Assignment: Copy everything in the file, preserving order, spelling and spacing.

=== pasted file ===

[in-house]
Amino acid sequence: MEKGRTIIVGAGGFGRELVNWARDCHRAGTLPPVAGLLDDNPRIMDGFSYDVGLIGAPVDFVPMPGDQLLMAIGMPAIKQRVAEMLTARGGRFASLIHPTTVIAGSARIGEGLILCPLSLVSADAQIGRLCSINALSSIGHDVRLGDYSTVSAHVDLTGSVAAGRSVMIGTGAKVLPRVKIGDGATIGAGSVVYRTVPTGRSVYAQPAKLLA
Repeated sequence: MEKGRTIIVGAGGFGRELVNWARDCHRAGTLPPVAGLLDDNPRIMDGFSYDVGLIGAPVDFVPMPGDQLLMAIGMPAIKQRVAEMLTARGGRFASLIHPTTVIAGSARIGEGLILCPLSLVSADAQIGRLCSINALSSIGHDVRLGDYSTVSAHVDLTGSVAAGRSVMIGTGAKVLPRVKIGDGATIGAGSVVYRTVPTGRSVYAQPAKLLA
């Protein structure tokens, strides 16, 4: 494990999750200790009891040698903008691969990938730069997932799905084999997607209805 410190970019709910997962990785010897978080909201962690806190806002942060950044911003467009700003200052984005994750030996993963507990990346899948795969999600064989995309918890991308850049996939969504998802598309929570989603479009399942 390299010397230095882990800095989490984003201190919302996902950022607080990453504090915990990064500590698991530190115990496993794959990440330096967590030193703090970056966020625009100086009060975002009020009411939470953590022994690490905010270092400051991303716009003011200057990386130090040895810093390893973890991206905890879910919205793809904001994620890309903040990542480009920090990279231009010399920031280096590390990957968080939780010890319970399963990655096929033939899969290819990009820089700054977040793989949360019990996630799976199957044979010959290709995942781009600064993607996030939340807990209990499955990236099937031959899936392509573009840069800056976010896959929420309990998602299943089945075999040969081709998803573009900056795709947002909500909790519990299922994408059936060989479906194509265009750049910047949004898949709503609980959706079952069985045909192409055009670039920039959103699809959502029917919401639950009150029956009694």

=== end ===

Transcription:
[in-house]
Amino acid sequence: MEKGRTIIVGAGGFGRELVNWARDCHRAGTLPPVAGLLDDNPRIMDGFSYDVGLIGAPVDFVPMPGDQLLMAIGMPAIKQRVAEMLTARGGRFASLIHPTTVIAGSARIGEGLILCPLSLVSADAQIGRLCSINALSSIGHDVRLGDYSTVSAHVDLTGSVAAGRSVMIGTGAKVLPRVKIGDGATIGAGSVVYRTVPTGRSVYAQPAKLLA
Repeated sequence: MEKGRTIIVGAGGFGRELVNWARDCHRAGTLPPVAGLLDDNPRIMDGFSYDVGLIGAPVDFVPMPGDQLLMAIGMPAIKQRVAEMLTARGGRFASLIHPTTVIAGSARIGEGLILCPLSLVSADAQIGRLCSINALSSIGHDVRLGDYSTVSAHVDLTGSVAAGRSVMIGTGAKVLPRVKIGDGATIGAGSVVYRTVPTGRSVYAQPAKLLA
């Protein structure tokens, strides 16, 4: 494990999750200790009891040698903008691969990938730069997932799905084999997607209805 410190970019709910997962990785010897978080909201962690806190806002942060950044911003467009700003200052984005994750030996993963507990990346899948795969999600064989995309918890991308850049996939969504998802598309929570989603479009399942 390299010397230095882990800095989490984003201190919302996902950022607080990453504090915990990064500590698991530190115990496993794959990440330096967590030193703090970056966020625009100086009060975002009020009411939470953590022994690490905010270092400051991303716009003011200057990386130090040895810093390893973890991206905890879910919205793809904001994620890309903040990542480009920090990279231009010399920031280096590390990957968080939780010890319970399963990655096929033939899969290819990009820089700054977040793989949360019990996630799976199957044979010959290709995942781009600064993607996030939340807990209990499955990236099937031959899936392509573009840069800056976010896959929420309990998602299943089945075999040969081709998803573009900056795709947002909500909790519990299922994408059936060989479906194509265009750049910047949004898949709503609980959706079952069985045909192409055009670039920039959103699809959502029917919401639950009150029956009694």